Sally Rugg has ramped up her legal fight against teal independent MP Monique Ryan and the federal government after their attempt at mediation failed.
The political staffer and left wing activist will seek to add a claim of “serious contraventions” of the Fair Work Act against the commonwealth when the high profile case returns to court on Friday.
Maurice Blackburn Lawyers principal Josh Bornstein said they would make the claim, which carries a maximum penalty of $660,000, because he said Dr Ryan had “publicly acknowledged” her staff were working 70-hour weeks and that it wasn’t safe.
“In addition, the Commonwealth has been on notice of unlawful excessive hours being worked for parliamentary staffers for many years, including by reason of inquiries and reports to parliament,” Mr Bornstein said on Thursday afternoon.
Lawyer Josh Bornstein and staffer Sally Rugg are suing Monique Ryan and the commonwealth in the Federal Court. Picture: NCA NewsWire / Luis Ascui
Ms Rugg has taken the commonwealth – her technical employer – and Dr Ryan to the Federal Court over an alleged breach of workplace law.
She claims the Kooyong MP tried to sack her as her chief of staff after just six months when she refused to work additional “unreasonable” hours.
Court documents reveal Ms Rugg claims the commonwealth made “adverse action” against her and denied her the right to refuse to “work additional hours that were unreasonable”.
According to the documents, the commonwealth attempted to dismiss her effective from January 31.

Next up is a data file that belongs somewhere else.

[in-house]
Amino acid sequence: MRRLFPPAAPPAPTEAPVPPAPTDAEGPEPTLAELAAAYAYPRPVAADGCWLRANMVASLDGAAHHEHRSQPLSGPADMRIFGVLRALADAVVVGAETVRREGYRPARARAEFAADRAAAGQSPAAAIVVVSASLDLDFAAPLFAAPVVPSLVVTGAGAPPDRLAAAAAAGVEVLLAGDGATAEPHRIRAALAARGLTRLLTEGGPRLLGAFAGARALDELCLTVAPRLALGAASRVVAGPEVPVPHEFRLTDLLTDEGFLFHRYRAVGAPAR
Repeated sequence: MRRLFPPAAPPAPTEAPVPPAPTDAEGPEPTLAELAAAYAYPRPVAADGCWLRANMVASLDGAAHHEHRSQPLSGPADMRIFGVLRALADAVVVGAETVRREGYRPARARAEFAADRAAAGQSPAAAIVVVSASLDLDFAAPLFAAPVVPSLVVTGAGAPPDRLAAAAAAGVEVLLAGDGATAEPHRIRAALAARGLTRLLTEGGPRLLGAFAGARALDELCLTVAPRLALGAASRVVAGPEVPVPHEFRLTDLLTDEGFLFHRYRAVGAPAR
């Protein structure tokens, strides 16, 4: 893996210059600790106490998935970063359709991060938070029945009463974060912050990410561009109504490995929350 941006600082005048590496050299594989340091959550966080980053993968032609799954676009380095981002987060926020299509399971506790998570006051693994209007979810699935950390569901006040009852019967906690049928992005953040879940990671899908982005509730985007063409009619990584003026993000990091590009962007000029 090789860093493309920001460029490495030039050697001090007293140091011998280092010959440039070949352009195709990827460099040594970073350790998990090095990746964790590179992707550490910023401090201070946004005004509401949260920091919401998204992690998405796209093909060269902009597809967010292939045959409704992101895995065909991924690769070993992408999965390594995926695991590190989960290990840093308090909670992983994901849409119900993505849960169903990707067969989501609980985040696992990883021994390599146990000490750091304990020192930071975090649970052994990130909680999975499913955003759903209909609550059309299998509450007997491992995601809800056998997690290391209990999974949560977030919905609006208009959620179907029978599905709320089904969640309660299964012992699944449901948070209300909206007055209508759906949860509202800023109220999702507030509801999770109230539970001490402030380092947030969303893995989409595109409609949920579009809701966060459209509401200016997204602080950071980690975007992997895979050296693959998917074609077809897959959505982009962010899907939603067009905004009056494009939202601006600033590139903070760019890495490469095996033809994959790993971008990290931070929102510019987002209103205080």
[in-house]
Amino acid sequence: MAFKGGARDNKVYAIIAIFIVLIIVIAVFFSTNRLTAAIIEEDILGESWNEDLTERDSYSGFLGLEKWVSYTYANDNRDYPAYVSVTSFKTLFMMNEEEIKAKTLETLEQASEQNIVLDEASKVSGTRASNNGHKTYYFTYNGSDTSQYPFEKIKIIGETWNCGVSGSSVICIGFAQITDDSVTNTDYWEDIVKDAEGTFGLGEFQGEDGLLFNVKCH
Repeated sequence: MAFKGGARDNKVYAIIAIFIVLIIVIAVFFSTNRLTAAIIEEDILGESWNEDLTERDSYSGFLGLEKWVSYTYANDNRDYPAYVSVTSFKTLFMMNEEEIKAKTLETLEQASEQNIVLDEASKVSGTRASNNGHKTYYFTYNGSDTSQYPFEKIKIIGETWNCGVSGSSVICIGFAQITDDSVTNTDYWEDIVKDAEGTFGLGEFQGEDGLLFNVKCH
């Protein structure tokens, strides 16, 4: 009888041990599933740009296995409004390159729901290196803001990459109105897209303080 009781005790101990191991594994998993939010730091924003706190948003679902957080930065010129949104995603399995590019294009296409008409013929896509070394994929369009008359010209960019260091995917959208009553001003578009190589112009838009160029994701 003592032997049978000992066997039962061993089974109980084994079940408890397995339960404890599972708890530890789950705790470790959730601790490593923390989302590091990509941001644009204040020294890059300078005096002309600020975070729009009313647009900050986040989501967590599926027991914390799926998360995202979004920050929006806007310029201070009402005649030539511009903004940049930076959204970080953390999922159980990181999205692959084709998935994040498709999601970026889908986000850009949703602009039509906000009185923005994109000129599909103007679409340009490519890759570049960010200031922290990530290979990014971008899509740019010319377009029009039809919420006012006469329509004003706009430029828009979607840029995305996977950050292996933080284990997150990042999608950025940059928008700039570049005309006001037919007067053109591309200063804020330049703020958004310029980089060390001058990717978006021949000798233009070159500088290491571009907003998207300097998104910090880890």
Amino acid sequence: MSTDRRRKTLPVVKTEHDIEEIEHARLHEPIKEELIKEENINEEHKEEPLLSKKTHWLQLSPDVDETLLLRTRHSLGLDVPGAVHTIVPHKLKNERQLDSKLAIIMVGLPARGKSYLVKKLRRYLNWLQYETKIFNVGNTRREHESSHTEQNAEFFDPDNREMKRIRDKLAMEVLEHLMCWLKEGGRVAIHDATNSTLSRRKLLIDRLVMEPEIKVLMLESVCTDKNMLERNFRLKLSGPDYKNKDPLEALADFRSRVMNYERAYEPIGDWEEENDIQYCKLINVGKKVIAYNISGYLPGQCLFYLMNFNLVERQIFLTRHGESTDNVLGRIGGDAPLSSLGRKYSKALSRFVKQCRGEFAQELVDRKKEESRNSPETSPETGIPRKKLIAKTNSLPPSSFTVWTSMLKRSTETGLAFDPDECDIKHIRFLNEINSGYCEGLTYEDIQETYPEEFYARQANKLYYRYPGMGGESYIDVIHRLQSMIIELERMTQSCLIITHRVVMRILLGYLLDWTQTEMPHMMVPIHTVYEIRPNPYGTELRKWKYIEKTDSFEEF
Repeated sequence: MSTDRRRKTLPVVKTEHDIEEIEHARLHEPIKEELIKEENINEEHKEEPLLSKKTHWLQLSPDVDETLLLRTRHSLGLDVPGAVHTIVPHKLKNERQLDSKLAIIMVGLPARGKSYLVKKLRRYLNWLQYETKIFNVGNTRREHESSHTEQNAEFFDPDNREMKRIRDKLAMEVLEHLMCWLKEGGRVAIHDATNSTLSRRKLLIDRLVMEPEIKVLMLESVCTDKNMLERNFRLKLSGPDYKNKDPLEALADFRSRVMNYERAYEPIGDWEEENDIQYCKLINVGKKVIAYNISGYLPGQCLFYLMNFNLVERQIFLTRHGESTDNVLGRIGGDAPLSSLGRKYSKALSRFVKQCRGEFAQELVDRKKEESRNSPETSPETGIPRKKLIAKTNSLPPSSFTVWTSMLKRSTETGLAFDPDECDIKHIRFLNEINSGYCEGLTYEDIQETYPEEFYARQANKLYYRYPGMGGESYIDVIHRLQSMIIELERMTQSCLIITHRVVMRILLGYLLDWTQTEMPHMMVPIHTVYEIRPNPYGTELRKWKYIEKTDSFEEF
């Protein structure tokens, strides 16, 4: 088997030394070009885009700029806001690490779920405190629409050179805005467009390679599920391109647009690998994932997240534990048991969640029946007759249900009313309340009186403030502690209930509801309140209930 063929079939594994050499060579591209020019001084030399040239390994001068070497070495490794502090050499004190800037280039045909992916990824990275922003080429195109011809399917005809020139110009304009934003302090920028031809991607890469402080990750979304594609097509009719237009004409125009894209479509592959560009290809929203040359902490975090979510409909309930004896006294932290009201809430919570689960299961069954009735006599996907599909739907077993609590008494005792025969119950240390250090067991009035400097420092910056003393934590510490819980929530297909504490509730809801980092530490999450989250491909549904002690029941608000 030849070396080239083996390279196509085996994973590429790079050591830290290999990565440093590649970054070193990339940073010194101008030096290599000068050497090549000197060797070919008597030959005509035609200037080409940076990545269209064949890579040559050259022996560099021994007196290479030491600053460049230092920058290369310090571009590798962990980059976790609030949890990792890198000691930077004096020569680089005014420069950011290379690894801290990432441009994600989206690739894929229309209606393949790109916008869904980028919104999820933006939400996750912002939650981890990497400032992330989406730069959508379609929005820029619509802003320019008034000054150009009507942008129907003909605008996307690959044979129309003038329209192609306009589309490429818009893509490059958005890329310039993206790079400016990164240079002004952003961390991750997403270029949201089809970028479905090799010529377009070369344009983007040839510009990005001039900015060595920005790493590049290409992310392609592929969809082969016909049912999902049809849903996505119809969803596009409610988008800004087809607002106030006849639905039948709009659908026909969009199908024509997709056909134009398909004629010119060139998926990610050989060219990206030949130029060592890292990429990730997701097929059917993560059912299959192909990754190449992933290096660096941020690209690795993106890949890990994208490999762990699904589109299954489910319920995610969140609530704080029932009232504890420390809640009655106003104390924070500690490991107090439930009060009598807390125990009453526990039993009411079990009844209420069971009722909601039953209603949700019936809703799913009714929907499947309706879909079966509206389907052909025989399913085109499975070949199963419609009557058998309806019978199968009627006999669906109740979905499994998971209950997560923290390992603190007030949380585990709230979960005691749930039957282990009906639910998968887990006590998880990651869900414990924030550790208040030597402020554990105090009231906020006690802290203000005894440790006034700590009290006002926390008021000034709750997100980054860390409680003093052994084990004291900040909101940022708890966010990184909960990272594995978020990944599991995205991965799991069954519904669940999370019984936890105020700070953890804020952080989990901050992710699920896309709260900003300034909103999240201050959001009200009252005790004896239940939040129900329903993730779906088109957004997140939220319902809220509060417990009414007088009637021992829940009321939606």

Ms Rugg alleges the commonwealth “contravened” the Fair Work Act by attempting to “injure the applicant in her employment by engaging in hostile conduct in the workplace”.
Lawyers representing the commonwealth, Dr Ryan and Ms Rugg appeared before the Federal Court in Melbourne earlier this month.
At the interlocutory hearing, Ms Rugg sought for the court to impose an injunction preventing her termination from taking effect.
Dr Ryan employed Ms Rugg as her chief of staff after winning Kooyong at the last federal election. Picture: NCA NewsWire / Luis Ascui
The court heard the parties had reached an agreement to extend her employment until 5pm on January 17 to allow mediation to take place.
Mr Bornstein said on Thursday the lawsuit would be a “test case” for what constitutes “reasonable” overtime or additional hours for parliamentary staffers and could affect other white-collar employees in the labour market.
He said if Ms Rugg succeeded it would “open the door” for further litigation including class actions, not only for commonwealth employees but for other workers who believe they have been exploited by a contractual obligation to perform undefined “reasonable additional hours”.
The Federal Court will hear Ms Rugg’s application for an injunction to restrain the termination of her employment on Friday morning.
After that issue is determined, Ms Rugg will then pursue her claims for compensation and other orders against the commonwealth and Dr Ryan.
Dr Ryan has been contacted for comment.